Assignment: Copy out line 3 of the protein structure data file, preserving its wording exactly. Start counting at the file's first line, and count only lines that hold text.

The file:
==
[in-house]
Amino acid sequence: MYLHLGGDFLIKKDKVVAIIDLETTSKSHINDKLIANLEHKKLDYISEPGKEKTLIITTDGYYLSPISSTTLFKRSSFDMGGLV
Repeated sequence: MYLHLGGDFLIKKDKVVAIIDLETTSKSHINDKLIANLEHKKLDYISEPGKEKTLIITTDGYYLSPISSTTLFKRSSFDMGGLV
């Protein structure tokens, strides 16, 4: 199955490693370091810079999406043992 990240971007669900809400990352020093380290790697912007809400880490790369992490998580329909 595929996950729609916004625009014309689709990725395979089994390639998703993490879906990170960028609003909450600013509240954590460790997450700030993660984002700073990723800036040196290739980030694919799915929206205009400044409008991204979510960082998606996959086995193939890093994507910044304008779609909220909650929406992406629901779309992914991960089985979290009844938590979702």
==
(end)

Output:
Repeated sequence: MYLHLGGDFLIKKDKVVAIIDLETTSKSHINDKLIANLEHKKLDYISEPGKEKTLIITTDGYYLSPISSTTLFKRSSFDMGGLV